opinion

HISTORY LESSON

JFK Was the First TV President, Trump Is the First Reality TV President

Matt Taibbi’s new book shows what campaign chronicler Theodore White wrote about 1960 was even more true in 2016: Television chops make winners.

opinion

Photo Illustration by Sarah Rogers/The Daily Beast

Testy remarks accusing the national media of “dishonesty” and “sowing division,” by White House Press Secretary Sean Spicer underlined the metaphorical melodrama of picking-a-fight-with-those-who-buy-ink-by-the-barrel that was employed so successfully by the Trump campaign.

Chronicling the genius of Trump to make the media into the villain of the tale in order to win every contest over the last year is Rolling Stone journalist Matt Taibbi’s raucous, trenchant, knee-slapping new work, Insane Clown President: Dispatches from the 2016 Circus.

“The public hates us reporters in the best of times,” Taibbi allows. “But the summer of Trump could easily turn into an Alamo moment for the press.”

Tabby enjoys an historical sense of proportion. He laments the evolution of the Edward R. Murrow “eat-your-broccoli version of the news” into “nihilistic lizard-brain sensationalism” now preferred for an audience of “thickening couch potatoes.”

Taibbi’s work is the first and perhaps most sincere example of the parade of works on “The Making of the President 2016” we are likely to see. Having published these chapters in real time, Taibbi expects throughout that that Trump will lose in an epochal massacre, not the least because Trump’s campaign “has turned the presidency into a pure high-school-style popularity contest conducted entirely in the media.”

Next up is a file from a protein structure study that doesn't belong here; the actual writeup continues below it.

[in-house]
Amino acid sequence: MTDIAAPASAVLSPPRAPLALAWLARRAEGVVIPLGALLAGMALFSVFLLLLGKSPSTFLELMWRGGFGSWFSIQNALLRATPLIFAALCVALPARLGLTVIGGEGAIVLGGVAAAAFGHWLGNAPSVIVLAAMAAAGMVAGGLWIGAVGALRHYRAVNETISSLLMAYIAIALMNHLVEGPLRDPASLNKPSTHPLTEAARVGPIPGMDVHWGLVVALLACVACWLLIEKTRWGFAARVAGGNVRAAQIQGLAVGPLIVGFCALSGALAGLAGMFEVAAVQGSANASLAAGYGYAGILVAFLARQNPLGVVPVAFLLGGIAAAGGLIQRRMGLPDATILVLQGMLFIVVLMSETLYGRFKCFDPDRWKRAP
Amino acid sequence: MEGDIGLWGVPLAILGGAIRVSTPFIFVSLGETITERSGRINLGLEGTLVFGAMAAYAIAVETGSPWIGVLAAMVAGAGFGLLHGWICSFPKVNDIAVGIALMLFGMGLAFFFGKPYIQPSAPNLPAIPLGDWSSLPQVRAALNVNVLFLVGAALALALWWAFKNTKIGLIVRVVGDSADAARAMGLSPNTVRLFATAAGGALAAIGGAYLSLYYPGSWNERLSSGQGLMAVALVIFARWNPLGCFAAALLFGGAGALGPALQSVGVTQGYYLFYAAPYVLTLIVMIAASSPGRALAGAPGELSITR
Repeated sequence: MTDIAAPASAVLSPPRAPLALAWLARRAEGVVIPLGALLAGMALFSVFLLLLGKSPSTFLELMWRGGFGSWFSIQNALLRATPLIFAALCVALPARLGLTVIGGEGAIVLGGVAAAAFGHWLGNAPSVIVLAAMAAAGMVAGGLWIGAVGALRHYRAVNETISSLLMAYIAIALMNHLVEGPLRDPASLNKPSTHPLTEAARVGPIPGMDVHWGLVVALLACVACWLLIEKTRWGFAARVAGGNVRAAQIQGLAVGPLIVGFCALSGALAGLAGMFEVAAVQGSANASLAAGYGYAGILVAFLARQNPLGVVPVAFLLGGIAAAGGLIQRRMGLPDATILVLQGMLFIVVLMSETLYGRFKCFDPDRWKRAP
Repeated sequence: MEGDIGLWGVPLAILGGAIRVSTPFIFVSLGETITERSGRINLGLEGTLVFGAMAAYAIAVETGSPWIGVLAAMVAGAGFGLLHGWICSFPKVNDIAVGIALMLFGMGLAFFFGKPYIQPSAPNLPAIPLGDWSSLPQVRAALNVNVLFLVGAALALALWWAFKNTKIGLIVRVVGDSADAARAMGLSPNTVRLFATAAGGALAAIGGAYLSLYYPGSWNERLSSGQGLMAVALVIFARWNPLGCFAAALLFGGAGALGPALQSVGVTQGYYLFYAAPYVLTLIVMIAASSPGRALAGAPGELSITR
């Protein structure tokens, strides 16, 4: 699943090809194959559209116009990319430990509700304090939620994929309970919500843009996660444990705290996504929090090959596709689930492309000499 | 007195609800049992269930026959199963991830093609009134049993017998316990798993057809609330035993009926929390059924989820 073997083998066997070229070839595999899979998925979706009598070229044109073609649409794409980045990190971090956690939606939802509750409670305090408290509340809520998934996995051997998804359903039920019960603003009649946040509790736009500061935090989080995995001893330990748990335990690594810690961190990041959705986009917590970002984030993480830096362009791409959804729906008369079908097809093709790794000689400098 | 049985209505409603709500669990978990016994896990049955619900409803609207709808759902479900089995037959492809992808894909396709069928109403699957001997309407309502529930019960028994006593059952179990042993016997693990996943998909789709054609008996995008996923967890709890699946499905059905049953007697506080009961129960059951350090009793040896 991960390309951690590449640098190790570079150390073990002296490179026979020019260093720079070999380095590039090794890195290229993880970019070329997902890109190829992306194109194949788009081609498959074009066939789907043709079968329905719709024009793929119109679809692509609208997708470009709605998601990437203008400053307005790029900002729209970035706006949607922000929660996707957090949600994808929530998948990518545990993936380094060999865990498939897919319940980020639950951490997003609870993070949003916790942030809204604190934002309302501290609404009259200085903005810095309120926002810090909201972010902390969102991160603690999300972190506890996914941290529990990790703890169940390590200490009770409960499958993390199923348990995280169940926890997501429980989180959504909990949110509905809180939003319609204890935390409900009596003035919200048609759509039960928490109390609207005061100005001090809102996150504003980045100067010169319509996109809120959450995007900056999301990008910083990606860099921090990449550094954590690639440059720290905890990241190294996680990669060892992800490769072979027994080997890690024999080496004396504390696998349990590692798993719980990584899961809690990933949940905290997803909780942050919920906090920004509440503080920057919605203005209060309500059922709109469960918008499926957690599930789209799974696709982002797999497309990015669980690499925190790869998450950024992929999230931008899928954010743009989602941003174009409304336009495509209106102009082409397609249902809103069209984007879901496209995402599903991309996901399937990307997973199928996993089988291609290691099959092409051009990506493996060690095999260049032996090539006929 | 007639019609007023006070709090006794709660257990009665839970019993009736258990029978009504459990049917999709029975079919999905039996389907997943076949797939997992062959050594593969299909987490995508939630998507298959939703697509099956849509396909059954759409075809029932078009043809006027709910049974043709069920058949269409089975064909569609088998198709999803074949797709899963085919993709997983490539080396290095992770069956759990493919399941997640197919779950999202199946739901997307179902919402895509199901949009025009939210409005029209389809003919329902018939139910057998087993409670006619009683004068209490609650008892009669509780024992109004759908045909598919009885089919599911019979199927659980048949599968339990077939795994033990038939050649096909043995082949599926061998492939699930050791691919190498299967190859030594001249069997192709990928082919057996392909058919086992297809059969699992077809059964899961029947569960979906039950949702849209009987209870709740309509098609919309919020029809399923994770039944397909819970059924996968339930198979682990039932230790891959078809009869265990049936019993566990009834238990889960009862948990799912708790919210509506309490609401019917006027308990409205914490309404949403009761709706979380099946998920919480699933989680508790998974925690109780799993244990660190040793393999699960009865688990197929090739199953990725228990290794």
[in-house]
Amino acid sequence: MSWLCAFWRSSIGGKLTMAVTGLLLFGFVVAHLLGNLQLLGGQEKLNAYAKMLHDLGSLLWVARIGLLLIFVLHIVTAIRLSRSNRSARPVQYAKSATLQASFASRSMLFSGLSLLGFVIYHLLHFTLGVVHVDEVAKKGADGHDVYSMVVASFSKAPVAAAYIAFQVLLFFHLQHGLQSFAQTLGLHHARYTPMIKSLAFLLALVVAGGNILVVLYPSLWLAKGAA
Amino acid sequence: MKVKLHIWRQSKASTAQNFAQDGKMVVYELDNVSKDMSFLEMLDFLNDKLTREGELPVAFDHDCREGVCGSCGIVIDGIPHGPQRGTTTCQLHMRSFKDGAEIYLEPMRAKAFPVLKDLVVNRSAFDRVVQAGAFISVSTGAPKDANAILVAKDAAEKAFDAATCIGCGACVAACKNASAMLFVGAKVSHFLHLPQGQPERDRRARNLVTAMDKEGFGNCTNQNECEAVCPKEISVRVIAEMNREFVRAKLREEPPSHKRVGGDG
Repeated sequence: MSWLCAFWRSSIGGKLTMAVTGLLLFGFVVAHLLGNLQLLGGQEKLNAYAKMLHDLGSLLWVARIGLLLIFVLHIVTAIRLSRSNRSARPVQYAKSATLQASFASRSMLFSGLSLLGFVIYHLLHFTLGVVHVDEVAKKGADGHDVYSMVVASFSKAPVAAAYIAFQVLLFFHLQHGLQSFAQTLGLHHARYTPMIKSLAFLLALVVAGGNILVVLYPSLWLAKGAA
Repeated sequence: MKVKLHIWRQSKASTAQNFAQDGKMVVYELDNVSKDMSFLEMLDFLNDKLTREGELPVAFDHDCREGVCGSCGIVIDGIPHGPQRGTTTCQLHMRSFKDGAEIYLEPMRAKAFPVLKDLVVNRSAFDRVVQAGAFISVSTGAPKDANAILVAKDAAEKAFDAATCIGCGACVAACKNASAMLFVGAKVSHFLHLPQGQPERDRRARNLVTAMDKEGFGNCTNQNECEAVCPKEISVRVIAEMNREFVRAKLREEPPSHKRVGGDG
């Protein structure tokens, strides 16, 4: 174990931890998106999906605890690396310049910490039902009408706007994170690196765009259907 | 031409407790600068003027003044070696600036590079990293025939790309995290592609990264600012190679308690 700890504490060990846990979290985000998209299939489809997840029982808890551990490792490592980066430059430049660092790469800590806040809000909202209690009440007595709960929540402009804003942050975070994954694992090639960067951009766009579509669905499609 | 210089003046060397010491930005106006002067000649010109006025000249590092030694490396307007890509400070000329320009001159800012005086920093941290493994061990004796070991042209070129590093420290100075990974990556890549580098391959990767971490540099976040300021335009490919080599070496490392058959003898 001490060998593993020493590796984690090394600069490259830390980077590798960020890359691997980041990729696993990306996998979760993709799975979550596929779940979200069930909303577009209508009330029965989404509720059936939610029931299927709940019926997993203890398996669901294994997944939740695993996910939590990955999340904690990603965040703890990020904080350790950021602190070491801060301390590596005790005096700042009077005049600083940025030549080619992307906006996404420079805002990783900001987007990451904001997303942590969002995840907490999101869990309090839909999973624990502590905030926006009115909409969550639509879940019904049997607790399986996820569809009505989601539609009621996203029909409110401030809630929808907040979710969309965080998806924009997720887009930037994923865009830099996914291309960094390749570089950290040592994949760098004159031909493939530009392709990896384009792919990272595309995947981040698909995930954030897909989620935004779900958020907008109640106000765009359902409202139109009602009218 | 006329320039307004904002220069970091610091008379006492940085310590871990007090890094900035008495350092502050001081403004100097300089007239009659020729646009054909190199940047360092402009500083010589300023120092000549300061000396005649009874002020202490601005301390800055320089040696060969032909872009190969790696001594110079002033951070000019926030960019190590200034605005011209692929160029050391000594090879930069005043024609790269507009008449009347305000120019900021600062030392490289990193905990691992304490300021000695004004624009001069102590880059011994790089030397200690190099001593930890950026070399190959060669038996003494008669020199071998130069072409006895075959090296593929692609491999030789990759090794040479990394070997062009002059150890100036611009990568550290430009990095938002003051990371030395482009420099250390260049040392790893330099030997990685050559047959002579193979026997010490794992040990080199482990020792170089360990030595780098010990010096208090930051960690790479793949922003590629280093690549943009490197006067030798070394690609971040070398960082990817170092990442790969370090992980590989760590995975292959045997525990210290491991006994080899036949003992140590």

The epilogue on the day after the election, November 9, 2017, is total mind-bending—“I’m in shock”—laughter.

Yet the Trump strength to use the media in a jujitsu move to victory might not be that original after all.

Trump’s performance of 2016 compares most favorably to the political lessons in Teddy White’s masterpiece of the television age, the John F. Kennedy vs. Richard M. Nixon contest in The Making of the President 1960.

Six decades later, White’s most abiding theme is that no candidate is qualified enough if he cannot perform on TV.

For example, an esteemed John F. Kennedy rival for the Democratic nomination, the endlessly over-qualified senator and Cabinet officer Stuart Symington of Missouri, failed to excite on camera.

“Unfortunately,” White judged, “a Presidential candidate must generate an extra-reasonable emotion; he must generate it across the press, across television and across radio, and through all the strange media of this enormous country, until it stirs the spirits of the men and women who vote.”

This compares well with Taibbi’s observation that Trump’s treatment of the well-known, well-prepared, well-funded Jeb Bush was effective because, on television, Bush did appear “’low-energy,’ ‘stiff’ and ‘dumb as a weenie’ who lets his Mexican wife push him around.”

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By the time Trump told Jeb Bush in a debate that his mother, First Lady Barbara Bush, should be running instead of him, the curse of Stuart Symington was complete.

White also saw the difference between pleasing the media with sincerity and wowing the media with glamour.